Petrology and Sr, Nd, and Pb isotope geochemistry of mid-ocean ridge basalt glasses from the 11°45′N to 15°00′N segment of the East Pacific Rise
© Copyright 2000 by the American Geophysical Union. Basaltic glasses from the geophysically well-studied section of the East Pacific Rise (EPR) between 11°45′N to 15deg;00′N range from normal mid-ocean ridge basalts (MORB) to transitional MORB and their major element variations correlate with isotopic and trace element indices of enrichment. To first order, basalts enriched in Na8.0, incompatible elements, 87Sr/86Sr, and 206Pb/204Pb but low in Fe8.0 and 143Nd/144Nd are more prevalent along the shallow portions of the ridge axis. In detail, the samples can be divided into two chemical and geographical Groups: The southern bathymetric dome, extending from the 11°45′N overlapping spreading center to ∼14°10′N, and the northern Group, extending from ∼14°10′N to the Orozco transform. The boundary between these two Groups is apparent in a change in isotopic composition. Results indicate that there are three mantle source components that produce the compositional variability observed among samples from the 11°45′N to 15°00′N segment of the EPR: A depleted mantle component, a seamount-type enriched mantle component, and an Indian MORB-like mantle component. South of ∼14°10′N, the geochemical variability is dominated by binary mixing between a depleted mantle component and an enriched component similar to near-ridge seamounts. North of ∼14°10′N, the low 206Pb/204Pb, high 207Pb/204Pb Indian MORB-like component exerts a major influence on the geochemical variability of the axial lavas. Regional averages of major element composition (e.g., Na8.0 and Fe8.0) show relatively limited variability consistent with the restricted range in depth for this region and plot within the Pacific field of the previously defined global trends. Major element variations among individual samples, however, parallel the global array, and their correlation with indices of mantle enrichment supports the idea that the "Pacific-type local trend" results from small-scale heterogeneities in the mantle beneath the EPR. Our results also indicate that tectonic segmentation and magmatic boundaries are probably not causally related in this study area and that the sizes of the present magma chambers are not a dominant factor in determining the compositional variability of erupted lavas.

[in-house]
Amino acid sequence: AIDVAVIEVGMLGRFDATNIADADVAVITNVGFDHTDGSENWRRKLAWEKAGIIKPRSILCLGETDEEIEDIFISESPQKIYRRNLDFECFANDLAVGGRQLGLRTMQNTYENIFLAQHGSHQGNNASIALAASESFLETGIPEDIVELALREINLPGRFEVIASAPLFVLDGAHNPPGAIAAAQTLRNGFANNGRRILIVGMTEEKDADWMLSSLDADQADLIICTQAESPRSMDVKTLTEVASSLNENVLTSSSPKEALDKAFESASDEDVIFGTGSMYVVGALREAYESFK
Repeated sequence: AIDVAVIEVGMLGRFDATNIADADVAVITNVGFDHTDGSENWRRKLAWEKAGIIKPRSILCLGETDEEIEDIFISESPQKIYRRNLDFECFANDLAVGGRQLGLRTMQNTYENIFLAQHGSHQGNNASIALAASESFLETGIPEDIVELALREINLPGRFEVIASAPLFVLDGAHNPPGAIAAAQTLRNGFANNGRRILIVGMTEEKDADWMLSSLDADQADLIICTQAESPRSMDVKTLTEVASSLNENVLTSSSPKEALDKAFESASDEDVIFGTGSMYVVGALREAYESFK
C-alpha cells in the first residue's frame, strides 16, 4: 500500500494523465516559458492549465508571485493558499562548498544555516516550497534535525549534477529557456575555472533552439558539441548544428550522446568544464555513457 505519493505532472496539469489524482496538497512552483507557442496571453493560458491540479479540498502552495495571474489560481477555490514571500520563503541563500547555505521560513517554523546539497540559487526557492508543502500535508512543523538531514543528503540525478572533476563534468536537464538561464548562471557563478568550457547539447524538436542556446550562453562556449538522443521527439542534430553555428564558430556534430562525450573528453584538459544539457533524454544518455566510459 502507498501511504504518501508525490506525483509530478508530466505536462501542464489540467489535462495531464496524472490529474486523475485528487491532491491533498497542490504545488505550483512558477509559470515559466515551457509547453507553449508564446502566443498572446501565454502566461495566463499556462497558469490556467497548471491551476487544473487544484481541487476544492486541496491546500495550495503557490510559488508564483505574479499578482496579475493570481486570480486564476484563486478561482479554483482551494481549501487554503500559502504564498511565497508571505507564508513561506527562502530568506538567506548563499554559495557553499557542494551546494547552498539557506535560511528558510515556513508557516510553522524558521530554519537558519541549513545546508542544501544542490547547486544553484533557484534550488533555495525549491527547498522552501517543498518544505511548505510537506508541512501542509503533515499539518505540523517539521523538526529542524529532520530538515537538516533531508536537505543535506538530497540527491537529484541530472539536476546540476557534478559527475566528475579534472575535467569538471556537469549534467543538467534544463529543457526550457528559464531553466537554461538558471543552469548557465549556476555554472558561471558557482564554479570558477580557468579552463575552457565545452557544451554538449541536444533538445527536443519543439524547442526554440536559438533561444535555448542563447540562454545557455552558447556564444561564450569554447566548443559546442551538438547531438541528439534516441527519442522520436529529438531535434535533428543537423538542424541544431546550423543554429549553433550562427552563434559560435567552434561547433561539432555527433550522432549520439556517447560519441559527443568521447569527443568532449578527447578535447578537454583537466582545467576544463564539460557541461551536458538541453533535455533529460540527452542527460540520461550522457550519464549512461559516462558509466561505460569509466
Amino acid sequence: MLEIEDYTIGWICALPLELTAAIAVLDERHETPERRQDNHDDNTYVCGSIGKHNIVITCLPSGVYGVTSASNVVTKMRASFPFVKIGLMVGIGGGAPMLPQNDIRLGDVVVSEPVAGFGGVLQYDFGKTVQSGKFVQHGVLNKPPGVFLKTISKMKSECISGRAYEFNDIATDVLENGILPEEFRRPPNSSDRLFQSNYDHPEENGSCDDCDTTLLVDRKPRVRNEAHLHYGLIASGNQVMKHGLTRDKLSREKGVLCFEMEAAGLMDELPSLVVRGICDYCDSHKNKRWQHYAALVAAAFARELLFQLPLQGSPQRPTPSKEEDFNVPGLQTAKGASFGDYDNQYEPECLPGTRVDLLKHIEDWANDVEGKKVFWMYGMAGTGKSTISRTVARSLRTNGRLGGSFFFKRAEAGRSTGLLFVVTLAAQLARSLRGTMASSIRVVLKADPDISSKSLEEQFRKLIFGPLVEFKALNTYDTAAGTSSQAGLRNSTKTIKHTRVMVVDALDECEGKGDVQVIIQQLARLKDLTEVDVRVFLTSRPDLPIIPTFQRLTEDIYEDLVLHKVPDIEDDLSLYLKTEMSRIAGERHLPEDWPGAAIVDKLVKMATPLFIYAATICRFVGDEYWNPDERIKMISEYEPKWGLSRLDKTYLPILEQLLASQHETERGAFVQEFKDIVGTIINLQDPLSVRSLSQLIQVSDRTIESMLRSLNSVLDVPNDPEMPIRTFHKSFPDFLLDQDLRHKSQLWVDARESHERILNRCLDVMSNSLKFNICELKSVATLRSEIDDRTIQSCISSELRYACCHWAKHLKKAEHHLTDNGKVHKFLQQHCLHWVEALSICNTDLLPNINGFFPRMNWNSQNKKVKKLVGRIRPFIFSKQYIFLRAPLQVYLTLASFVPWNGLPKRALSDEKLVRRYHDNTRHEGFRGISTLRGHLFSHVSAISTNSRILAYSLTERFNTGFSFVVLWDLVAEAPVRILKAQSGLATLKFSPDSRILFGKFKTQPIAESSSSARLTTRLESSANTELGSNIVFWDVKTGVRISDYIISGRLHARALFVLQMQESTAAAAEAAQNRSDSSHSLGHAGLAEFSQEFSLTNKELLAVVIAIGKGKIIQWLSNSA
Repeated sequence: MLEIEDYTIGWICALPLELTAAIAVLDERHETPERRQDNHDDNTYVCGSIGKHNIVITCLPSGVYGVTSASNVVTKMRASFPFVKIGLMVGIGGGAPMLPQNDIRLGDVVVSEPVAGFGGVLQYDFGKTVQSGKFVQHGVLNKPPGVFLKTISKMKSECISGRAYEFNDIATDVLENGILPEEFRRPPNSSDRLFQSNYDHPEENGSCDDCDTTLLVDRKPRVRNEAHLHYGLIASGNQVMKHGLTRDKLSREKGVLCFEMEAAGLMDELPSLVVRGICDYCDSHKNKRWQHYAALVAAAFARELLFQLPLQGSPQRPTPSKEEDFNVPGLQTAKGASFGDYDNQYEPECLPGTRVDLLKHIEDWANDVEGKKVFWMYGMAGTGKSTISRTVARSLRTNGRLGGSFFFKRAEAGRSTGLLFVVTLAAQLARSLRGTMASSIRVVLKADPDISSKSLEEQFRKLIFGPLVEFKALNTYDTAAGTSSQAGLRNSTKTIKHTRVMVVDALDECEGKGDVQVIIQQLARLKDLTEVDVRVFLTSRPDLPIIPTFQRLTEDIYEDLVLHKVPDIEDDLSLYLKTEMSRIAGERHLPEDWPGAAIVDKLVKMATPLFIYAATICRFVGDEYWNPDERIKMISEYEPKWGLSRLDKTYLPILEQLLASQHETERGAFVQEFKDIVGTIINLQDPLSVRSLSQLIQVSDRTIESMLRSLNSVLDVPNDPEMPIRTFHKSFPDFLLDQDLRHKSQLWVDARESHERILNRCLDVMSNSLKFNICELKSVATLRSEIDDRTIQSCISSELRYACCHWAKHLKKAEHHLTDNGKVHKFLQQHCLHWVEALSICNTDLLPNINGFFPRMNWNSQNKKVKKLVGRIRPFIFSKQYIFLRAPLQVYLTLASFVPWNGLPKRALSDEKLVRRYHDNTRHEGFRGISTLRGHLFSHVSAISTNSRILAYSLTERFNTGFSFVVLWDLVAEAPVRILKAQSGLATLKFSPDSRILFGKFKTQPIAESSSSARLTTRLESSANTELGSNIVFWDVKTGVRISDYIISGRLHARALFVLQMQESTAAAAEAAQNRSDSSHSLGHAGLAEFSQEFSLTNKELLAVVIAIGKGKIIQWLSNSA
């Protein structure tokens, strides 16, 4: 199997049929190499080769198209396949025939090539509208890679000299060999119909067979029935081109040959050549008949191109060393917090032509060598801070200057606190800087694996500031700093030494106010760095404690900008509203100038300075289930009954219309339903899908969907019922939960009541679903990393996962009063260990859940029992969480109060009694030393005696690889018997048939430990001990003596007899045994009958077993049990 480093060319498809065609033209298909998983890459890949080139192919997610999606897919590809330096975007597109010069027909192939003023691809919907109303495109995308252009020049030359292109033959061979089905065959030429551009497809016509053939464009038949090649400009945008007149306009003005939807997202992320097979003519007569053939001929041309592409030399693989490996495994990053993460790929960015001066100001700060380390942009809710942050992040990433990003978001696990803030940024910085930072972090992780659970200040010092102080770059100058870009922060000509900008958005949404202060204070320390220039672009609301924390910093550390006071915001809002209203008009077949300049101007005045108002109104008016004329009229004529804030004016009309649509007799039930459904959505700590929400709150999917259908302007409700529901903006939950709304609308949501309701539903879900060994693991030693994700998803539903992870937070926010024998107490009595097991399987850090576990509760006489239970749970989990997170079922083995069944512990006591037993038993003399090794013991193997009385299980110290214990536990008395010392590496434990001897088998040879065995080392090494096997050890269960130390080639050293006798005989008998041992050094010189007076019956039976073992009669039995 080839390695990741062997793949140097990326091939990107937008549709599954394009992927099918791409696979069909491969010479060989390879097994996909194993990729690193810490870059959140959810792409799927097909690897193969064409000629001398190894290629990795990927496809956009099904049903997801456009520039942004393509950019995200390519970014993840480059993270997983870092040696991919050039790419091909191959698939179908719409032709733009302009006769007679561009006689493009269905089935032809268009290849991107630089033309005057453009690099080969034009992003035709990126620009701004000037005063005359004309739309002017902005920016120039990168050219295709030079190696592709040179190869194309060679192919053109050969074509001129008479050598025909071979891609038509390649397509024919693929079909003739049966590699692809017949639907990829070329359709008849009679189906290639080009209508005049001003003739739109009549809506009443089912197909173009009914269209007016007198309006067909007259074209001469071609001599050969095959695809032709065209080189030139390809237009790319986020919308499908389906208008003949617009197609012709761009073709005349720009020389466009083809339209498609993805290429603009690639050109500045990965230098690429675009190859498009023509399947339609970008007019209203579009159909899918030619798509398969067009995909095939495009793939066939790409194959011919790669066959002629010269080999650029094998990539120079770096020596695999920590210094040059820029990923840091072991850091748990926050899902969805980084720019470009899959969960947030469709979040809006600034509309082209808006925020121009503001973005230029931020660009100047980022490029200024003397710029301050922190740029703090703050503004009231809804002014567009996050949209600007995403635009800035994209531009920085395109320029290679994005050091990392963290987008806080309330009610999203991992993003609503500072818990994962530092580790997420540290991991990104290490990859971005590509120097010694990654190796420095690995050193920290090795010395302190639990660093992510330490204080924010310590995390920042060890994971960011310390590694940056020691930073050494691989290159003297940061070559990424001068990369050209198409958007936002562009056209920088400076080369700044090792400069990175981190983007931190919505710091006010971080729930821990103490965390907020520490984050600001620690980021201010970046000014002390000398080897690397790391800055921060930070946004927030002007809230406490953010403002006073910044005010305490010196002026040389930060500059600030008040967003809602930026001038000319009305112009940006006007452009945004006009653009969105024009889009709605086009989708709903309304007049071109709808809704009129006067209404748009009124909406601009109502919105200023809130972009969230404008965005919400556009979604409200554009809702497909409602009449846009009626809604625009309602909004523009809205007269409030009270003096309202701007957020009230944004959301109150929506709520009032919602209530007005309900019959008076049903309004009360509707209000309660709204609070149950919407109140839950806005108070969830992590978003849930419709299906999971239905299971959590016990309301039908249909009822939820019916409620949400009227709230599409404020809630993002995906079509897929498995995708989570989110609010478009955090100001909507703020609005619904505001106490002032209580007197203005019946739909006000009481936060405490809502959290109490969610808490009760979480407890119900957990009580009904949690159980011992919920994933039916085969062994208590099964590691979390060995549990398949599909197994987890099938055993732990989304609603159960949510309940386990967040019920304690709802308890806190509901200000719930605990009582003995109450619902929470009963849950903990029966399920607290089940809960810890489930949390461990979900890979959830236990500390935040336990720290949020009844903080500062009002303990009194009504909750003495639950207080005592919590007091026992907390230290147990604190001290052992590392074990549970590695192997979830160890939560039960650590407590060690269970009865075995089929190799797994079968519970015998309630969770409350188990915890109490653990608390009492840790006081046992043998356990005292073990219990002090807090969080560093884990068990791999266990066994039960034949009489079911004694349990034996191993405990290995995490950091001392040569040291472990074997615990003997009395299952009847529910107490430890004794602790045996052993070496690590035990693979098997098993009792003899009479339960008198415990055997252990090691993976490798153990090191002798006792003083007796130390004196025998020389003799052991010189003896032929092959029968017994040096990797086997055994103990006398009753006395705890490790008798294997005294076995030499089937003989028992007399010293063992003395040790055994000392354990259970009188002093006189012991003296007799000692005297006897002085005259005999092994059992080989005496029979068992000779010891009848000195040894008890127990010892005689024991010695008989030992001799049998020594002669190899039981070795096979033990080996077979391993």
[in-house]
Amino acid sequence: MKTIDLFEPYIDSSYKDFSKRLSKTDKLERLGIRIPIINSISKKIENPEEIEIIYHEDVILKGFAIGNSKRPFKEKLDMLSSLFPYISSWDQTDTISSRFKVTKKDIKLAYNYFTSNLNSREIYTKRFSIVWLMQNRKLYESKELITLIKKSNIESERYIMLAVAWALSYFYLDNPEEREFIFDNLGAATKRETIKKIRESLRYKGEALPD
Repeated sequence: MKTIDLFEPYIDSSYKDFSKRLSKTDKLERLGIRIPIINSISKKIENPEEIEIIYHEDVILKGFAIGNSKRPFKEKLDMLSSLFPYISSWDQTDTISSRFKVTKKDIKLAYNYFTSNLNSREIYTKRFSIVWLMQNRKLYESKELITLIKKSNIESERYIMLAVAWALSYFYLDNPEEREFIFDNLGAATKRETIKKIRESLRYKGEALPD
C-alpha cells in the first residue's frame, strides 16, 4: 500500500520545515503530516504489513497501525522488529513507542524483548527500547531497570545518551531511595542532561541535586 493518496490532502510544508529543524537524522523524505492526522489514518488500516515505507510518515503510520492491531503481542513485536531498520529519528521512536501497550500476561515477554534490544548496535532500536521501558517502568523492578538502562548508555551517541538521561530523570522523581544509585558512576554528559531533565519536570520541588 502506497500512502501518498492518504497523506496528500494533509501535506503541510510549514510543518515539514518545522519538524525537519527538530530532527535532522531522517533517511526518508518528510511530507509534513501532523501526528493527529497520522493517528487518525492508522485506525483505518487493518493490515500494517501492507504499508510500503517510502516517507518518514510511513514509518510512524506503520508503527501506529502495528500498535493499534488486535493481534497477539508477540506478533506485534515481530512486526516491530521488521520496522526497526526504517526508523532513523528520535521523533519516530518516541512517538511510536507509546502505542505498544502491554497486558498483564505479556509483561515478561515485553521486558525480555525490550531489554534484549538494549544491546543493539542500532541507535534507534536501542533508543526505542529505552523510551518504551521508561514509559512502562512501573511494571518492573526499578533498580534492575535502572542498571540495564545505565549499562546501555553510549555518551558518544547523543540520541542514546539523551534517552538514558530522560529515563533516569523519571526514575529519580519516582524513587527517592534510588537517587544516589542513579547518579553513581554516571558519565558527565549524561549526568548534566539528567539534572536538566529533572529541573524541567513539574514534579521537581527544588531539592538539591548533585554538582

Castillo, PR; Klein, E; Bender, J; Langmuir, C; Shirey, S; Batiza, R; White, W
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